Tõnis Saarts: 30 years from the democratic turn – formula for success
To sum up the success of Estonia's democratic turn, the keywords of an economic model free from oligarchs, multiparty system, the Russian minority and the threatening nearness of Russia stand out, Tõnis Saarts finds in Vikerraadio's daily comment.
Estonia celebrated the passing of 30 years from the restoration of independence a week ago. The fact the celebration is now behind us does nothing to discourage debate and asking wider questions. An intriguing example of the latter could be: "Why did Estonia do so well compared to many other post-communist states?"
And not just from an economic point of view but specifically political transition, building our democracy. Former delegate of the Supreme Council of Estonia Peet Kask emphasized at a recent conference of the August 20 Club that Estonia's restoration of independence was above all a turn toward democracy. A turn the results of which have proved lasting, unlike in many other post-communist countries that have shared the same history.
In other words, we should ask what we did differently compared to, for example, Hungary, Ukraine or Romania to have every think tank measuring the quality of democracy consistently rank Estonia among Western democracies?
Hungarian political scientists Balint Magyar and Balint Madlovic recently published a voluminous paper on types of post-communist regimes in which they point out that Estonia, Slovenia and the Czech Republic are the only such countries where liberal democracy took root in the late 1990s and still persists. Being among the three most successful former socialist countries is not a bad result.
In order to understand this successful democratization, we need to look at less democratic alternatives the post-communist world has to offer and that could also have occurred in Estonia. Magyar and Madlovic propose an ample scale of regimes. They distinguish between conservative authoritarianism (modern Poland), patrimonial democracy (Latvia) and patrimonial authoritarianism (for example, Hungary).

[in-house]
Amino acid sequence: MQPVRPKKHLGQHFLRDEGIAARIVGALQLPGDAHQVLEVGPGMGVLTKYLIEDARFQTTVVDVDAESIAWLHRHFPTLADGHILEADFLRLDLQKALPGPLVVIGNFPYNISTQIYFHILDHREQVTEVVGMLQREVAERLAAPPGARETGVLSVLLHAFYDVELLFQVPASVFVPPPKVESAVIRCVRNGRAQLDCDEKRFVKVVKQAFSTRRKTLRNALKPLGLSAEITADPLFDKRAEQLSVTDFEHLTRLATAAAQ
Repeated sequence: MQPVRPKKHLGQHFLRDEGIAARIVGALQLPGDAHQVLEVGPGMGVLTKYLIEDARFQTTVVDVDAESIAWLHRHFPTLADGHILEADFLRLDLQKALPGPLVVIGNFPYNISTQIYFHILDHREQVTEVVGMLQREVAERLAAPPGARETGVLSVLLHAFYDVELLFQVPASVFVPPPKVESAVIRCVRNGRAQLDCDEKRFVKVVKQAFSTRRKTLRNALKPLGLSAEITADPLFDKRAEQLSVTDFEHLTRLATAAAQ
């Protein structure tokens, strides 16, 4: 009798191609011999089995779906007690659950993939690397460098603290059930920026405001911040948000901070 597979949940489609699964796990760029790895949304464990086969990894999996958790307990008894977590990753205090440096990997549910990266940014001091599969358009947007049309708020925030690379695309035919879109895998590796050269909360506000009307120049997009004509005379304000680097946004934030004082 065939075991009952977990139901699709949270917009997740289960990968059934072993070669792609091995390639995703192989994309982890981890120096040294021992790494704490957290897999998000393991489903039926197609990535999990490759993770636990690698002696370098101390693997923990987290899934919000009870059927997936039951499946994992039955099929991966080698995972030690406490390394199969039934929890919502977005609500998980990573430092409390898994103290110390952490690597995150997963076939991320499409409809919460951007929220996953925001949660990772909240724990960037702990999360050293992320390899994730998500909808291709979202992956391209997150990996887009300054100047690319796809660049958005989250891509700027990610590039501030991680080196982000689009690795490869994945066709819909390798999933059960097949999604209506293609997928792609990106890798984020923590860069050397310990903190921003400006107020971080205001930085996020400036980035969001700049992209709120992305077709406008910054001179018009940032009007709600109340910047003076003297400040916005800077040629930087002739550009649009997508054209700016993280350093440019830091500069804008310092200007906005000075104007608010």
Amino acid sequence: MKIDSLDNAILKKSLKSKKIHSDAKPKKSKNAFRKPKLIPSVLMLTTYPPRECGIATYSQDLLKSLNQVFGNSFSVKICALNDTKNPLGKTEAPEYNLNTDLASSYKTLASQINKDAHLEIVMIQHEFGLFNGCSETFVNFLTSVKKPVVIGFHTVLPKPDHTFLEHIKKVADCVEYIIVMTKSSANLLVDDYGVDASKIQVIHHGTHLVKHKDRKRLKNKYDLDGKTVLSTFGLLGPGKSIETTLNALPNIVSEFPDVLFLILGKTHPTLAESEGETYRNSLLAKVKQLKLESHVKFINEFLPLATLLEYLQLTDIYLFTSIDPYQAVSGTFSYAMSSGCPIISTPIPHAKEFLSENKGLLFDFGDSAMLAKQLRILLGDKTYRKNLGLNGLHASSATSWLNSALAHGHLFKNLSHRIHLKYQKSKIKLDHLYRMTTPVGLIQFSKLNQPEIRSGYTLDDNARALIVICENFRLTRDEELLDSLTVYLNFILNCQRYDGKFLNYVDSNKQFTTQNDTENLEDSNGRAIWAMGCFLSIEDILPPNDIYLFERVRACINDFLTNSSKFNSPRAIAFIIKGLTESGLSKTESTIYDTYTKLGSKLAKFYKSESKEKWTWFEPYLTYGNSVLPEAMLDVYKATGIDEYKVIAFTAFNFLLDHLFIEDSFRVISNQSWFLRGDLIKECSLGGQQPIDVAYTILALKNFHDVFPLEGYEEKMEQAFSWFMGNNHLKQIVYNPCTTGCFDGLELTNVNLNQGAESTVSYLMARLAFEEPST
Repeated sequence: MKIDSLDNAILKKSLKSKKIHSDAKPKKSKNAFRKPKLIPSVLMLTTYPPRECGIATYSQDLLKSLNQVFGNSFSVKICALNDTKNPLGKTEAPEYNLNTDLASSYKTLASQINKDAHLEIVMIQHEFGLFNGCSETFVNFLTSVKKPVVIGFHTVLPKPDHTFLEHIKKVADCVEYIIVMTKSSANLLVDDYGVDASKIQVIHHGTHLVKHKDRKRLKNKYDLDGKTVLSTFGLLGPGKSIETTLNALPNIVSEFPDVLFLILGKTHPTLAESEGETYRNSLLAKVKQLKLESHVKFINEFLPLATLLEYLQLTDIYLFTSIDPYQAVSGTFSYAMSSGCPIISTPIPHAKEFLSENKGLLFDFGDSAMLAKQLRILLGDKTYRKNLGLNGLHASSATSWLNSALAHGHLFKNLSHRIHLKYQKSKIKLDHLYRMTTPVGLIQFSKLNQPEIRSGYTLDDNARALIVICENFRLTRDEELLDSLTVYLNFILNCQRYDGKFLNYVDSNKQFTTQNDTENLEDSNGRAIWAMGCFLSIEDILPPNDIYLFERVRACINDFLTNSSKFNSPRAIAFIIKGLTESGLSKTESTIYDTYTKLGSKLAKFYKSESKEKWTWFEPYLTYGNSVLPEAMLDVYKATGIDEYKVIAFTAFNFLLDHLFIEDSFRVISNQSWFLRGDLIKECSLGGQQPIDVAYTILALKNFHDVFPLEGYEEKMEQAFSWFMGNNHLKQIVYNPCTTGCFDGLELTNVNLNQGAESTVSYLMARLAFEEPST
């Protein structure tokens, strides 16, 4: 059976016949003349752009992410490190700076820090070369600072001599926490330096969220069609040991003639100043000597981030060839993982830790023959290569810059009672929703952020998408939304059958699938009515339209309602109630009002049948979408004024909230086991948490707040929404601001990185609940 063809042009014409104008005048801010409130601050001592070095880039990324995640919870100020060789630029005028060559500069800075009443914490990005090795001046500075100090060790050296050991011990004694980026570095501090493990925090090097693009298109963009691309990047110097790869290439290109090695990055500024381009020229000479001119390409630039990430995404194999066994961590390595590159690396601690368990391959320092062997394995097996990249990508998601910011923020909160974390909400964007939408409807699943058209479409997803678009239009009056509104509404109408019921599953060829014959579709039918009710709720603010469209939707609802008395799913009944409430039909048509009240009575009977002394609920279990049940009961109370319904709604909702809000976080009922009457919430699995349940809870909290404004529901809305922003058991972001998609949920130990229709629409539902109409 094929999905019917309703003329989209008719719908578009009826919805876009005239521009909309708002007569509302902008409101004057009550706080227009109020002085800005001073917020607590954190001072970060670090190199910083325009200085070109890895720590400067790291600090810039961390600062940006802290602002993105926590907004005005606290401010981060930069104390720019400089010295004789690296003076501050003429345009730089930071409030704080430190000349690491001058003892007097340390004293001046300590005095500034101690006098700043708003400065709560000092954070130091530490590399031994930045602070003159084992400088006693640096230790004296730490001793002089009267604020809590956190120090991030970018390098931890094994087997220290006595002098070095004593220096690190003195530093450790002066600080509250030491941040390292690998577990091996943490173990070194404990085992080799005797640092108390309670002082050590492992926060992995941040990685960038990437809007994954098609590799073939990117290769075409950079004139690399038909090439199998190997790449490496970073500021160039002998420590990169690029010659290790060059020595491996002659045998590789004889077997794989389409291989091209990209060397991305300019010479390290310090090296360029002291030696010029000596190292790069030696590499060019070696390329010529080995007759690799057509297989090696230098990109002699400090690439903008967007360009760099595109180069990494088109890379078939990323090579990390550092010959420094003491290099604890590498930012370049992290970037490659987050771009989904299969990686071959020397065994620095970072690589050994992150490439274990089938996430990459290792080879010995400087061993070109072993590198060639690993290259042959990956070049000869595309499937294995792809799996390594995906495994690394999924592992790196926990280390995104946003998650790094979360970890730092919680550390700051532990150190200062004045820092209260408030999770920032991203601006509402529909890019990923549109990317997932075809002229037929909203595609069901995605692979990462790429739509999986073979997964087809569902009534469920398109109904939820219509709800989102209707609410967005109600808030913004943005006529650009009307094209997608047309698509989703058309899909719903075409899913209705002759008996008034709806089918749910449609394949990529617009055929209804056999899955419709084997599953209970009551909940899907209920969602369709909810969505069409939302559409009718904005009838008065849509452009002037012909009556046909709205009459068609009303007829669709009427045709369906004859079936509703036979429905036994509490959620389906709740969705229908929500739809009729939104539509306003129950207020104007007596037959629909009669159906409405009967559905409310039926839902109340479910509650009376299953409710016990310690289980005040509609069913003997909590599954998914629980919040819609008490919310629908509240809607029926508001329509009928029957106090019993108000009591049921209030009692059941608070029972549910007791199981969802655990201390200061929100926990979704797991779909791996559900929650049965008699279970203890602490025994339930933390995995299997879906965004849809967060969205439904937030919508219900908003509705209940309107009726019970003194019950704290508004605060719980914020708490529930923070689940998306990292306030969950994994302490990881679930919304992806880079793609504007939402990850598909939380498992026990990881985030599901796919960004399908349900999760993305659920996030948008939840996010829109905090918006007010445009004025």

Let us first look at one of the most widespread regime type in the post-communist world – patrimonial democracy that was characteristic of Estonia's Baltic neighbors Latvia and Lithuania for some time.
Ukraine, Moldova, Georgia, Romania and many others currently serve as examples. Patrimonial democracy sports several characteristics of liberal democracy, such as free elections, media freedom, separation of powers, rule of law and protection of minorities, while all of it is overshadowed by a peculiarity: excessive power held by oligarchs. In other words, business and politics are so intertwined and corruption so extensive as to threaten normal functioning of democratic institutions.
How did Estonia manage to avoid the rise of oligarchs as virtually the only post-communist country to do so? The answer lies in the privatization reforms of the 1990s in which the process was transparent, convergence of economic power consciously avoided and foreign capital clearly preferred.
Why has Estonia not gone down Poland's path of conservative authoritarianism where a single conservative force holds the parliamentary majority and levers with which to control public media and constitutional review?
Our main difference compared to Poland is Estonia's rather fragmented multiparty system in which a single party taking over 50 percent of seats is very unlikely. We need to thank the authors of the Estonian Constitution for a proportional electoral system that makes it very difficult for a single party to monopolize state power.
Lastly, why hasn't Estonia followed in the footsteps of Viktor Orban and moved toward patrimonial authoritarianism like Hungary where abandoning liberal democracy has coincided with corruptive links between the economy and politics? Both aforementioned reasons apply: an oligarch-free economic model and preservation of the multiparty system.
However, there is a third factor that could be summed up simply as the "Russian issue." Fidesz came to power in Hungary for its ability to create alliances between different conservative social groups.
In Estonia, the creation of such a major conservative coalition is stuck behind the Russian minority whose political preferences are not likely to coincide with those of Estonian nationalists. What is more, Hungary's location means it does not have to worry as much about the Russian threat and can afford to contrast to the West. Estonia's geopolitical reality leaves us with considerably less choice.
To sum up the success of Estonia's democratic turn, the keywords of an economic model free from oligarchs, multiparty system, the Russian minority and the threatening nearness of Russia stand out. Of course, there have been other factors at play. While the relevant question today is whether we can retain the positive effects of the former two factors in the coming decades or whether we will gamble away our strengths without even realizing it?
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Editor: Marcus Turovski